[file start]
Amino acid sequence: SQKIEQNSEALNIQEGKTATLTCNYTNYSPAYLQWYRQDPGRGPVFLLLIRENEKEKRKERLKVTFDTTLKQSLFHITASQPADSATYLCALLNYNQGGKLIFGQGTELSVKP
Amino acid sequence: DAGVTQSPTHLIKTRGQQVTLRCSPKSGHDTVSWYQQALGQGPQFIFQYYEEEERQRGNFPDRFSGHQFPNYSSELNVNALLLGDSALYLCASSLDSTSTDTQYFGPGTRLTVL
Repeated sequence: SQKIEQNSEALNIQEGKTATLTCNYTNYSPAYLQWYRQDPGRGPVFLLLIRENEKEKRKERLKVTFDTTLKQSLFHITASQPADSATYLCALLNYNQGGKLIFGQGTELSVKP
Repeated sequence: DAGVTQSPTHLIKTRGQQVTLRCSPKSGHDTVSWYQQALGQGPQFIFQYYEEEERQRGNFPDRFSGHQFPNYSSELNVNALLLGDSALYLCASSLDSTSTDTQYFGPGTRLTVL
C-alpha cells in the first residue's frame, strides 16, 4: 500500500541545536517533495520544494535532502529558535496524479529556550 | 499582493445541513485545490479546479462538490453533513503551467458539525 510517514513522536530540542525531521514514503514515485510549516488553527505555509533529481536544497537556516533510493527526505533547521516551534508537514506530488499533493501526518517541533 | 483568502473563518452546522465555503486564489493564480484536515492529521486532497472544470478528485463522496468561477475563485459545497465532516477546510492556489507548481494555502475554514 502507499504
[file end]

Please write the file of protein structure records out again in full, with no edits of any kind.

Amino acid sequence: SQKIEQNSEALNIQEGKTATLTCNYTNYSPAYLQWYRQDPGRGPVFLLLIRENEKEKRKERLKVTFDTTLKQSLFHITASQPADSATYLCALLNYNQGGKLIFGQGTELSVKP
Amino acid sequence: DAGVTQSPTHLIKTRGQQVTLRCSPKSGHDTVSWYQQALGQGPQFIFQYYEEEERQRGNFPDRFSGHQFPNYSSELNVNALLLGDSALYLCASSLDSTSTDTQYFGPGTRLTVL
Repeated sequence: SQKIEQNSEALNIQEGKTATLTCNYTNYSPAYLQWYRQDPGRGPVFLLLIRENEKEKRKERLKVTFDTTLKQSLFHITASQPADSATYLCALLNYNQGGKLIFGQGTELSVKP
Repeated sequence: DAGVTQSPTHLIKTRGQQVTLRCSPKSGHDTVSWYQQALGQGPQFIFQYYEEEERQRGNFPDRFSGHQFPNYSSELNVNALLLGDSALYLCASSLDSTSTDTQYFGPGTRLTVL
C-alpha cells in the first residue's frame, strides 16, 4: 500500500541545536517533495520544494535532502529558535496524479529556550 | 499582493445541513485545490479546479462538490453533513503551467458539525 510517514513522536530540542525531521514514503514515485510549516488553527505555509533529481536544497537556516533510493527526505533547521516551534508537514506530488499533493501526518517541533 | 483568502473563518452546522465555503486564489493564480484536515492529521486532497472544470478528485463522496468561477475563485459545497465532516477546510492556489507548481494555502475554514 502507499504